“Better to be the Astronaut than the Astronomer…”
Everyone, I’m sure, would rather go to the stars than sit at home and study them, but few of us will ever get that chance (unless space tourism can get off the ground).
The BBC recently ran a series of three live shows, Stargazing LIVE, in which Dara O’Briain and Professor Brian Cox reported on a meteor shower and a partial solar eclipse. The sky may not have always been clear, but the enthusiasm that Professor Cox in particular possesses, certainly was. Along with the main factual content of the show, a few important philosophical points were dropped in:
“I know when I look through a telescope and you see it in real time, so you really see an image of Jupiter, or Saturn or the Andromeda galaxy, for me it’s different to seeing the image on a screen or a picture – there’s something about that connection. I think there’s something in really seeing those things with your own eyes, I think there’s something special about that…”
I understand and agree with what he means. With a small telescope you can see with your own eyes the largest planet in our solar system into which you could fit 1300 Earths, you can see its moons dancing in orbit and you can see its dynamic surface shifting with time.
There is an intimate and unique connection between the cosmos and the observer when heads are tilted back. No one would mention seeing a celebrity photographed in a magazine, but many text messages would be sent after passing someone famous in the street, or seeing them across a room. It makes them real. Photographs, of both celebrities and the night sky, are impersonal and available to everyone. The stars and planets invite you to see them in the flesh, as they really are.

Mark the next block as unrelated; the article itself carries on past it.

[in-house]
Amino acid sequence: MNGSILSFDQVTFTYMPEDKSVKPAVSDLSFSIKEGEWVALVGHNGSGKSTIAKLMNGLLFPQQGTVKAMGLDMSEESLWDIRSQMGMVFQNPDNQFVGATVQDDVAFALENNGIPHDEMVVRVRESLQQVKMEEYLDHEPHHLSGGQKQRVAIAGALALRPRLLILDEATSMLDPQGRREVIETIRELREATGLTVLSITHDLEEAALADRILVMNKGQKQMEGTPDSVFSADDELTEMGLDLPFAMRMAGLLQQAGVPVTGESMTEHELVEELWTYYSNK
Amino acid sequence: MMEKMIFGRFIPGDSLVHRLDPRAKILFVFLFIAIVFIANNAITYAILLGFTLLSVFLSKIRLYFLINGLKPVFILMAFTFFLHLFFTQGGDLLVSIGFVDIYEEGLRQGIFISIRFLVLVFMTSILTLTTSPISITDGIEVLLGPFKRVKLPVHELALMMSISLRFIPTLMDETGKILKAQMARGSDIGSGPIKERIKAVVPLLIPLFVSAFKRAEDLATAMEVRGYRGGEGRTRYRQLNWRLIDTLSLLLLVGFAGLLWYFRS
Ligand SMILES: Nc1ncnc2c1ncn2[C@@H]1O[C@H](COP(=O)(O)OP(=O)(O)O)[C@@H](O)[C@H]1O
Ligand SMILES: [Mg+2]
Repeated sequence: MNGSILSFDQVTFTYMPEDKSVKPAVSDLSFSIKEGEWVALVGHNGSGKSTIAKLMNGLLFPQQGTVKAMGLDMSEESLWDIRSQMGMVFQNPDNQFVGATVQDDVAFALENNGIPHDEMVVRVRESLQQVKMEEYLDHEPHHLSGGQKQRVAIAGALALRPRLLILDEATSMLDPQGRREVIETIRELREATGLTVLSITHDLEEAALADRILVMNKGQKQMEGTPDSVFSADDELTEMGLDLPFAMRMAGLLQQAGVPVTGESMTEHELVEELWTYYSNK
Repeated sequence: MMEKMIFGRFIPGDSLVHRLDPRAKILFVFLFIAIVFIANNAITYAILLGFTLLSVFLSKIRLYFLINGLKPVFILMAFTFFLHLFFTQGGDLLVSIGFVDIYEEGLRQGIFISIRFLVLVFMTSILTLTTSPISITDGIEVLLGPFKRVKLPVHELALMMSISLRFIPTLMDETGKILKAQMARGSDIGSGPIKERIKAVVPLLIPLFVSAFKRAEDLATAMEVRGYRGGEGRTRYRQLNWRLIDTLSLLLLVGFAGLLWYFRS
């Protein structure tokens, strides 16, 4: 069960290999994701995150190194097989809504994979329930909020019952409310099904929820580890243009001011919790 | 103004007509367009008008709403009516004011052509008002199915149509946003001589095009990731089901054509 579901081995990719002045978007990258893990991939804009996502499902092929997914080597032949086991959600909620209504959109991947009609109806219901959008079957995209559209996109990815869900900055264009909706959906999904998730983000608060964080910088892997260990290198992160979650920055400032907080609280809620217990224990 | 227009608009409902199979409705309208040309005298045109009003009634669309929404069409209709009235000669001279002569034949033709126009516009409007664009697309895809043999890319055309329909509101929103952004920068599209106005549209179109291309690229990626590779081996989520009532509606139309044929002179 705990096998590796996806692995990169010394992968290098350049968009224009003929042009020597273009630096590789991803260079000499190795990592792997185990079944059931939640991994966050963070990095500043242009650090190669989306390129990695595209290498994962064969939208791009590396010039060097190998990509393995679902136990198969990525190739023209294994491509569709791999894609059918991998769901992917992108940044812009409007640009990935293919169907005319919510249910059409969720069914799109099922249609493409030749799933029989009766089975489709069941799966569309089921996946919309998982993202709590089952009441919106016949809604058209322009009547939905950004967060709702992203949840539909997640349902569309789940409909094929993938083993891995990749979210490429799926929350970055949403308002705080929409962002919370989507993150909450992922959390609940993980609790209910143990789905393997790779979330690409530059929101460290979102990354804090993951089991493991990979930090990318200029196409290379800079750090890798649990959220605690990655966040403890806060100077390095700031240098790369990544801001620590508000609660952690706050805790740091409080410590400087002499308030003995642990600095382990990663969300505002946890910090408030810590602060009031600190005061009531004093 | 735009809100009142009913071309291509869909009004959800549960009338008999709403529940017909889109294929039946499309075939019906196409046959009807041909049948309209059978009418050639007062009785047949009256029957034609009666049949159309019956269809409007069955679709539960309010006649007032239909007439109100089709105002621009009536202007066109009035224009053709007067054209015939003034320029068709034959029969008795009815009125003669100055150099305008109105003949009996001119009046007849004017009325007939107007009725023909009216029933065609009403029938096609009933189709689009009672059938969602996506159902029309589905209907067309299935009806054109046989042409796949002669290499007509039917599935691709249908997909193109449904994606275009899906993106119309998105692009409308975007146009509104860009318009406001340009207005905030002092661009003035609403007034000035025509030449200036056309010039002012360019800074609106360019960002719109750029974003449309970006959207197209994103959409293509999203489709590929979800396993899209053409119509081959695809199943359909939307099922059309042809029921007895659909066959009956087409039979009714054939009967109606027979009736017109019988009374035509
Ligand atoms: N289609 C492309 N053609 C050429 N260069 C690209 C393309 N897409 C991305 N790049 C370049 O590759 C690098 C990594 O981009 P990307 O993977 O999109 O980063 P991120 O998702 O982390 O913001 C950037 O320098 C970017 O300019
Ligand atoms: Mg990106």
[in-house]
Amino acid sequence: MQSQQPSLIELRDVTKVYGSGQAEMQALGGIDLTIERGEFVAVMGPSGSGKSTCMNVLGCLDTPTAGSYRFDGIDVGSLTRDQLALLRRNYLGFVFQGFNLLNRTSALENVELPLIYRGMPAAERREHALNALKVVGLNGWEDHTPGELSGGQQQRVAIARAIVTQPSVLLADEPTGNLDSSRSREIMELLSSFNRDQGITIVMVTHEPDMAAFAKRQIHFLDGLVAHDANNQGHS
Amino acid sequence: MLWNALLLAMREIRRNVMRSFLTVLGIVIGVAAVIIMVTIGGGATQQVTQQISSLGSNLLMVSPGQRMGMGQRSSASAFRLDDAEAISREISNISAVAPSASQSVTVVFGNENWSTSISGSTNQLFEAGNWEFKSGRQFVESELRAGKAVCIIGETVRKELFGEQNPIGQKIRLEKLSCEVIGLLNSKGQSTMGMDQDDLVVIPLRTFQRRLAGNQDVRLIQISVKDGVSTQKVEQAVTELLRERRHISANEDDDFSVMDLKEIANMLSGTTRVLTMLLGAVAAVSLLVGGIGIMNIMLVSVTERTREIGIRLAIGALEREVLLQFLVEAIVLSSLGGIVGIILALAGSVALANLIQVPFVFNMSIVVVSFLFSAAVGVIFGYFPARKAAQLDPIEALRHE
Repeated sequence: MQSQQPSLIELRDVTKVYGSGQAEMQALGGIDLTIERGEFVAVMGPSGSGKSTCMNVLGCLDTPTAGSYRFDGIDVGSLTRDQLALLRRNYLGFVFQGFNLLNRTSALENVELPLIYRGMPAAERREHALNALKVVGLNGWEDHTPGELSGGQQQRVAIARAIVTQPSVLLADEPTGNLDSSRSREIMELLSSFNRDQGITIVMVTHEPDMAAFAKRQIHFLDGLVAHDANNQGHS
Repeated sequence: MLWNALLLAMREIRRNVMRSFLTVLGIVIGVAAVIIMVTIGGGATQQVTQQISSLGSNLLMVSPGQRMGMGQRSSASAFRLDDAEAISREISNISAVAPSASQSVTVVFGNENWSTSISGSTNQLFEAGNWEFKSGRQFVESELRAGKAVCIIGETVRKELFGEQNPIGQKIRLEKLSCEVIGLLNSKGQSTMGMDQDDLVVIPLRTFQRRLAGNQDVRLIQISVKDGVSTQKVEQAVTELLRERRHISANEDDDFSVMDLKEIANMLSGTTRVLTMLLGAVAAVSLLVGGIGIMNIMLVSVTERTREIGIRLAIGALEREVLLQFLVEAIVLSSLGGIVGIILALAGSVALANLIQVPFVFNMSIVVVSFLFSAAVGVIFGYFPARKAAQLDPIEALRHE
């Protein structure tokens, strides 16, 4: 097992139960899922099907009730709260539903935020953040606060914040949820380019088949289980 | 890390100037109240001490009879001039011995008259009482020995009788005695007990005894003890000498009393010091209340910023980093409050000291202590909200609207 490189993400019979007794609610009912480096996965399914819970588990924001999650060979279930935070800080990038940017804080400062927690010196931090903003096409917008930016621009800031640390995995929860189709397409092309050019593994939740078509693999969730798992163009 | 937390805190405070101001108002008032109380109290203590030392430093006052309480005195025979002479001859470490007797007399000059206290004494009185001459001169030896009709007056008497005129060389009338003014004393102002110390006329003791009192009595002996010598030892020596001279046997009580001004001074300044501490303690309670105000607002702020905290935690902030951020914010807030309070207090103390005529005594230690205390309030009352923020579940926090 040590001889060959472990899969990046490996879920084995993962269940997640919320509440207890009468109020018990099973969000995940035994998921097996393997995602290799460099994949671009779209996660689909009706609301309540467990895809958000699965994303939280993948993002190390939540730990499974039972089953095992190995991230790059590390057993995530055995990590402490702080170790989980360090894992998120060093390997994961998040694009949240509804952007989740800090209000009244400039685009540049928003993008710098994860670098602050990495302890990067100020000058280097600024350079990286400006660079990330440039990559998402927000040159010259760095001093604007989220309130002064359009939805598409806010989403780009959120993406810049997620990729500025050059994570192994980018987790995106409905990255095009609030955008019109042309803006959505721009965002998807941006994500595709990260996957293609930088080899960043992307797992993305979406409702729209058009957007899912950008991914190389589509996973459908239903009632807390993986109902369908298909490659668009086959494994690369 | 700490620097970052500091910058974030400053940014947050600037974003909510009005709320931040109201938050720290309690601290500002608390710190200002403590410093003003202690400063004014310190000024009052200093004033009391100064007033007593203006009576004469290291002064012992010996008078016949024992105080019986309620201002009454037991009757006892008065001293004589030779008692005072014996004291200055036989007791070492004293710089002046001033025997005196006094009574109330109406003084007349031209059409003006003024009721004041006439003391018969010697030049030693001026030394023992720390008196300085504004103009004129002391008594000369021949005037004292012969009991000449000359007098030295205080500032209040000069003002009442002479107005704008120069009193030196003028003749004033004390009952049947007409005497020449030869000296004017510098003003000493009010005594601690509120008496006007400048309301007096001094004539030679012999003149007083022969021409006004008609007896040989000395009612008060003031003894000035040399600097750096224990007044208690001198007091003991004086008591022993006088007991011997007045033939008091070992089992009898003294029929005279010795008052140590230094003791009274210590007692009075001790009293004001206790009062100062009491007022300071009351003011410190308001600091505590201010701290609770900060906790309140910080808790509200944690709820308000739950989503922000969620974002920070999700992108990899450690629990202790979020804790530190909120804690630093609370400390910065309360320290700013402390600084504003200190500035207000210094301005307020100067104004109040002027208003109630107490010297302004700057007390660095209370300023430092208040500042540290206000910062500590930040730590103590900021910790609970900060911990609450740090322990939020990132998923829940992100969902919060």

To gaze upon another celestial body as if it’s just another object on the horizon is to see something greater than you can ever touch. Looking up, really looking up, is the most humbling of pursuits and it is the closest most of us will ever get to the heavens.
But you don’t need a telescope to feel connected…
The sky is a great leveller: it can also be humbling to think that every person you can think of, every king and every peasant, every hero and every villain, in fact, every life form that ever lived (as far as we know) has played out their lives under the same starry setting.
Recognising the constellations in the sky links you directly to everyone between the ancient Babylonians of the 12th Century B.C.E. and the present day. Many would have used the two thousand or so visible points of light to both find out where they are and when they are: Napoleon could point to the North Star just as a flock of migrating ducks can.
Of course you don’t need to know anything about them to enjoy their essential aesthetic, but the enjoyment of looking up is increased dramatically when you know what you’re looking at. Being able to tell your position, your direction, the season and the time just from a simple glance upwards not only saves on owning a Satnav, but it also demonstrates the clockwork precision of the solar system and physical universe.
The planets and stars have moved across the sky in the same way long before humanity rose, long before the Dinosaurs roamed and long before life first stirred from the oceans. We should each introduce ourselves to the neighbourhood: we should start looking up.